You've searched, applied, and now it's time to make a great impression. Learn how to prepare, research, and present the best you to your prospective employer. Career Services offers a breadth of opportunities both online and in person through our office and campus events.
Before the Interview
- Participated in a Mock Interview through Career Services
- Conduct a Virtual Mock Interview with Optimal
- Practice in front of a mirror or with a friend
- Utilize sample interview questions
Know where you are going and prepare materials, padfolio, copies of resumes etc
*Get a Good Night's Rest
During the Interview
- Arrive 10 minutes early
- Firm Handshake
- Watch your nervous habits (Verbal-slang, filler words, profanity and Non-verbal, posture, enthusiasm, hand gestures)
- Establish Eye-contact with all interviewers
- Smile, Be yourself! The interviewer is nervous too
- Keep answers professional-no babbling-focus on strengths
- Use the STAR Technique when answering questions
Behavioral interviews determine that what you did in the past often predicts what you would do in the same situation in the future
S - Situation
T - Task
A - Action
R - Result
After the Interview
- ALWAYS have questions for the interviewer, not about salary or benefits
- Express your interest and qualifications in a final closing statement
- You may ask about the hiring timeline if they haven't already told you
- Get business cards and shake hands again, thanking them for there time
- Send an email thank you and a formal thank you after the interview
- Evaluate your performance, what did you do great, what could you improve on next time
Interview Practice and Tips
One of the best things to do is practice and go into the interview with a plan of what you want to convey. Career Services offers multiple opportunities for you to refine your skills.
Dress for Success
Appearance matters, whether it is an interview, networking event, or a normal day on the job. Often individuals don't know the difference between professional, business and business casual attire. The variations between the three can make a big difference in the way you are viewed. Learn the ins and outs of business dress all the way from your hair to your shoes.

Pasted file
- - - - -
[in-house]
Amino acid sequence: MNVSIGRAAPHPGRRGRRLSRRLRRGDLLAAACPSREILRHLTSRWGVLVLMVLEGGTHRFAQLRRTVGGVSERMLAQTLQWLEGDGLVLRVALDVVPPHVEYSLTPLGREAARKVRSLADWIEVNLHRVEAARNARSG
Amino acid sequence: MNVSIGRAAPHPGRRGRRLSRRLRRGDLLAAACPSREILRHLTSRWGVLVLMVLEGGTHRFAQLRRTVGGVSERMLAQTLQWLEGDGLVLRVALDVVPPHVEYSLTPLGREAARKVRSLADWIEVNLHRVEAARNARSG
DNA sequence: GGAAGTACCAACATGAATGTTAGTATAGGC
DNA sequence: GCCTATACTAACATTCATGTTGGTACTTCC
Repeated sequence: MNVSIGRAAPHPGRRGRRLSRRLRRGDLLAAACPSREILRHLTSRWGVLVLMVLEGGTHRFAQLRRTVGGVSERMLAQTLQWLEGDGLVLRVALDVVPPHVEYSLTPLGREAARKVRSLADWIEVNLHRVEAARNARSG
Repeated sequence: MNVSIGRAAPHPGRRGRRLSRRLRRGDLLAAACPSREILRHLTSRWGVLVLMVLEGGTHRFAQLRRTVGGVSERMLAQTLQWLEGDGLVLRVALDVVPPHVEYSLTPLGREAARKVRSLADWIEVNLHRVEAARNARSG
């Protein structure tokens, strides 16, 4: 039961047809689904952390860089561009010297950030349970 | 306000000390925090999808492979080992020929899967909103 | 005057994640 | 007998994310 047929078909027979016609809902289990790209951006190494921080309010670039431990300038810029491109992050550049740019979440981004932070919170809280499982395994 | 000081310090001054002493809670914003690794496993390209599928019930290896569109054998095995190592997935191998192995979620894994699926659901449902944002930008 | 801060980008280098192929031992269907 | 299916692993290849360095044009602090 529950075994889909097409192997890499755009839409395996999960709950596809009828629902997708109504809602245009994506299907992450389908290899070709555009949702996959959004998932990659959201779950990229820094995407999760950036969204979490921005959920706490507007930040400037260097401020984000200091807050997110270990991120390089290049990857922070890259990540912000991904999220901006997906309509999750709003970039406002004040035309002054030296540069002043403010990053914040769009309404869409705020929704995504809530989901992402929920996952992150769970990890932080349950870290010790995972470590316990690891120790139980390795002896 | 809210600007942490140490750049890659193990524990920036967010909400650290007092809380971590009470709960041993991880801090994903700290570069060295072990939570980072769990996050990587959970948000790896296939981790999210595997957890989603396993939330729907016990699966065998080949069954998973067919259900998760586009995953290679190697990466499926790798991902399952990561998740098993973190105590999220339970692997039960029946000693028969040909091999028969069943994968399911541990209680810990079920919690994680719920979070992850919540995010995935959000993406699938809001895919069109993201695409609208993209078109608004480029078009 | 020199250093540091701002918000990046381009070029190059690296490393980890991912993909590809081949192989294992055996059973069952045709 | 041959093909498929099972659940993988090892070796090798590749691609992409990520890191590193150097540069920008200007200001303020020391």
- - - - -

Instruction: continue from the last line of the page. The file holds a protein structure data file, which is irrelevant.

Categories of Dress
Business Professional Attire
Business suits: navy, black or grey
Shirt: long sleeved, button down, light in color
Ties: reach to your belt line
Shoes: leather, black or brown, lace-up. Heeled shoes should be 1-2 inch in height closed toe
Socks: dark color matches, long enough not to show skin when legs are crossed
Belt vs. Suspenders: one or the other
Facial hair: should be well groomed
Jewelry, make-up and nail polish: conservative color and minimal, one or two pieces
Tops: blazers or casual jacket, sweater
Bottoms: dress pants, dress, khakis, or skirt no shorter than three inches above knee
Shirts and sweaters: button down, short or long sleeved, tucked in, no tie required, polo-type, crew neck sweaters, cardigans
Socks: dark color, long enough not to show skin when legs are crossed
Shoes: leather shoes, boots, oxfords, dress shoes
Dresses: straps should be at least one inch wide, length no more than three inches above knee
Facial hair: should be well groomed
Business Casual Attire
Pants: dockers, khakis
Skirts: casual cut, no more than three inches above the knee
Shirts: short or long sleeve shirt, button up, polo, no t-shirts
Shoes: loafers or lace ups, no athletic-type shoes
Whether its meeting potential employers over dinner or chatting with new clientele at a lunch social, table manners and dining etiquette remain a crucial piece of first impressions and building professional relationships.
Utilize this guide to learn the ins and outs of American dining, general tips, and how to politely handle difficult foods such as artichokes, bread, caviar, shellfish, and more.
Every country has their own ideas of manners and politeness. Make sure you are prepared so as not to offend your foreign hosts by reading this article from the BBC.
Salary Calculators and Negotiations
Congratulations! You've been offered a position. You may even be juggling multiple offers. Learning how to analyze the job offers and ultimately how to negotiate salary and benefits will help you obtain the best possible opportunity for both you and the employer.
Learn about determining your worth, understanding the many potential benefits and compensation, and how to strategize obtaining the best possible outcome.
Use this worksheet to rank what's important to you and find your salary range based on your expenses and needed income.